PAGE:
Surprisingly, this story doesn’t involve a seller’s avian pet that repeated every nasty comment the Realtor told potential buyers about the home they were looking at. Nor is this about me selling a house to a Jimmy Buffett fan, but I’m sure that has happened more than once.
No, this is a much worse tale for the buyer, and the seller.
There are a lot of real estate professionals (and unprofessionals), who will do anything to keep their client from firing them, and that mainly comes down to never telling them that they say, think, or do anything wrong. They take a phrase my fellow Chicago-land native Bill Murray used during a Saturday Night Live skit back in the 1970s. Every question asked, his character answered, “That’s true, you are absolutely correct.”
I refer to these agents as “parrots.”
Through good (or paranoid) intentions, I’ve seen too many buyer agents refuse to tell their buyers anything that the buyer doesn’t want to hear, regardless of how unreasonable the buyer’s expectations may be. They answer YES to any request, regardless of how nonsensical it is. I’ve heard these parrots tell me that their buyer would like to move in, before closing — for free!
This leads the buyer to assume that annoying aspects such as facts, contractual rights and responsibilities, don’t matter as much as feelings. The listing agent/messenger who relays those pesky facts to the buyer/buyer’s agent, as in moi, is often confused with Darth Vader.
If I had a dollar for every time I’ve heard a buyer agent say, “I don’t want to get caught up in the contract, I just want my people to be happy,” I wouldn’t have to close any more deals. I’d be set.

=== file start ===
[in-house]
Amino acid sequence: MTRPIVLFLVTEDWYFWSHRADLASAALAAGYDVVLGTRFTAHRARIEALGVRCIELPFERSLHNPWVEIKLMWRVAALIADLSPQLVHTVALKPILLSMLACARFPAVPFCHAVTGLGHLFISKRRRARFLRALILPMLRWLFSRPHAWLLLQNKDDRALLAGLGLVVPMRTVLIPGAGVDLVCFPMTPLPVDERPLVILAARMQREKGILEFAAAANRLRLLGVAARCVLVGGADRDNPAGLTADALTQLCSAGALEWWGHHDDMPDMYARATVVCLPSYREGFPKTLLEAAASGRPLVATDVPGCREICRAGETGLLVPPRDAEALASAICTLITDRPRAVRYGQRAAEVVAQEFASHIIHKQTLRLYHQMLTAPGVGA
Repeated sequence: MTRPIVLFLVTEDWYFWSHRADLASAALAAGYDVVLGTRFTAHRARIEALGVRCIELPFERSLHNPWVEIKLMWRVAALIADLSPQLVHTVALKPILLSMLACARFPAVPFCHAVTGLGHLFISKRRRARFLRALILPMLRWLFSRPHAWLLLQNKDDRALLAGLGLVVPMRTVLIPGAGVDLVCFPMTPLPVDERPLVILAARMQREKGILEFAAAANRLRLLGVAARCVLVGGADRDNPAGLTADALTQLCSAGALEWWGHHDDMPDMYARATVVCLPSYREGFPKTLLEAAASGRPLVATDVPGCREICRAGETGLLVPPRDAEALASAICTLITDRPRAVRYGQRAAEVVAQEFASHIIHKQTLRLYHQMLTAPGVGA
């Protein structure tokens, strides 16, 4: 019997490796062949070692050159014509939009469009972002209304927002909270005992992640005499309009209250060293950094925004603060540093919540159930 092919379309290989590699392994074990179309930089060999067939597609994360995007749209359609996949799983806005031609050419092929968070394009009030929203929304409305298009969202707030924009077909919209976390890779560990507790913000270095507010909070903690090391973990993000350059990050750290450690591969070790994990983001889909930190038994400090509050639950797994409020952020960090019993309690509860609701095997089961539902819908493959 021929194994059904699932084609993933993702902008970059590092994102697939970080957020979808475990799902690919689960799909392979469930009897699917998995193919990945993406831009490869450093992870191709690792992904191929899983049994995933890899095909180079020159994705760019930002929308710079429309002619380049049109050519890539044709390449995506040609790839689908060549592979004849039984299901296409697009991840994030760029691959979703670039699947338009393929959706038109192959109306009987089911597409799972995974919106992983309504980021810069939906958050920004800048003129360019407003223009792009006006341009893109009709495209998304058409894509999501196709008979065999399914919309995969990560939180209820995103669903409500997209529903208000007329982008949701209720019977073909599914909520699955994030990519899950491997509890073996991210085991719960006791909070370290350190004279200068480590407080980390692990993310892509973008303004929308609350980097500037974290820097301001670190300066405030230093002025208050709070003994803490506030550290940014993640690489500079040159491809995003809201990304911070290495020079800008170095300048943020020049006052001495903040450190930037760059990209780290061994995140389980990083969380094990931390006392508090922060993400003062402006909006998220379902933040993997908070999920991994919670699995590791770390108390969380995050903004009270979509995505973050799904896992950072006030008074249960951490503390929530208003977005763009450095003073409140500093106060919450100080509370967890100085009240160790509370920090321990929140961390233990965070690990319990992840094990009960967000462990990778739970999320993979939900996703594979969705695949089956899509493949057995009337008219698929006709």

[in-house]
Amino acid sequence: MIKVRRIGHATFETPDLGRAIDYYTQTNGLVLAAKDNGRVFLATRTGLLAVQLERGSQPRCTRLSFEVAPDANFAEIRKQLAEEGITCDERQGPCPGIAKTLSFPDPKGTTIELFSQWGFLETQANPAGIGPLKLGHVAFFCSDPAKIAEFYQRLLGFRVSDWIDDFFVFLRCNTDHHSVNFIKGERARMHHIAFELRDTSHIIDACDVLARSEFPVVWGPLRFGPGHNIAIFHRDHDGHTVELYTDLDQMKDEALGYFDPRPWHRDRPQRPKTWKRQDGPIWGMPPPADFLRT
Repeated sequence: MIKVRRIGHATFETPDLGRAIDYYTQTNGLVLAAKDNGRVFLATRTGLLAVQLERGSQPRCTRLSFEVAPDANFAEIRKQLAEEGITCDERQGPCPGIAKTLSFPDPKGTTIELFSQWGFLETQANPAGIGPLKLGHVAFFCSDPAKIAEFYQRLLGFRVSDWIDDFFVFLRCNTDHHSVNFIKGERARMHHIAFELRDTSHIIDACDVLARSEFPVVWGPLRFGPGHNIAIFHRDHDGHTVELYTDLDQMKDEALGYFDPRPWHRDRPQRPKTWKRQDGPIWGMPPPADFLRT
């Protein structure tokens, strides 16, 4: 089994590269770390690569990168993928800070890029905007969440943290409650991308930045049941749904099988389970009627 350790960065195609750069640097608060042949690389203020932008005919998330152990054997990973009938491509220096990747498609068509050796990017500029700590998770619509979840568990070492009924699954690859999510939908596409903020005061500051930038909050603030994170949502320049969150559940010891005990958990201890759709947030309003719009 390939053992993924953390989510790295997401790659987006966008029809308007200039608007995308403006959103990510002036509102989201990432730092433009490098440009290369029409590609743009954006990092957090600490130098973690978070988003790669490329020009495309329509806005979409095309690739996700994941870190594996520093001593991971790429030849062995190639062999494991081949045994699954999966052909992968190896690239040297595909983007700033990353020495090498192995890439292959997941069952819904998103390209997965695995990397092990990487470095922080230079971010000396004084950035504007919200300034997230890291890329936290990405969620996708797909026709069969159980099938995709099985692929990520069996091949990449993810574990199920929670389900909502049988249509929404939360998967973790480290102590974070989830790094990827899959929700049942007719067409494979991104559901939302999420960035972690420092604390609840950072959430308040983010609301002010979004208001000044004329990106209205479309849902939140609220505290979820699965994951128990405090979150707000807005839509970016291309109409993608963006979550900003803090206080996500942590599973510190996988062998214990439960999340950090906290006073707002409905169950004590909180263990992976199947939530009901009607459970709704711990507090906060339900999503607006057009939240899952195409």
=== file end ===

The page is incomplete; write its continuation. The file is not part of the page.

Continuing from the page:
And this book blog would be wildly different.
When a buyer is stuck with a parrot, it’s worse than being on their own, because all the information they receive comes from an echo chamber. The lesson here is that it’s in everyone’s best interest for an agent to be candid, to tell the truth no matter how painful.
On the opposing end of the Realtor spectrum is the Angry Goat. They are going to butt heads with the other agent, magnify mistakes, and never listen to anything. They make every deal unnecessarily difficult and dramatic, perhaps as a way of “showing off” for their buyer. It’s a little bit of, “Hey, look at how great I am negotiating for you by being obstinate. Never mind, that I’m not really doing anything important.”
But here is the lesson on why you shouldn’t be represented by said goat.
A lot of agents tend to forget that, whether the deal works out, whether they ever deal with that particular buyer (or seller) again, if they stay in real estate in this market, they’re almost certainly going to deal with me, or one of my associates, again. Who knows? Next time they might be the listing agent and I might be the buyer agent. The real estate world is very small, and reputations can be made or ruined quickly.
Then there are the “sheep.”
Over the years, when I’ve hosted a public open house, I’ve had numerous opportunities to observe how other agents show a house to their clients. Most of the time, they don’t show it. They might open the door for the buyer, but then they just follow the buyer around, saying “uh-huh,” and occasionally looking up from their phone. They’re like sheep, just following the buyer around, not adding any insight or value.
Start an actual conversation that doesn’t involve a zoo with Joan today.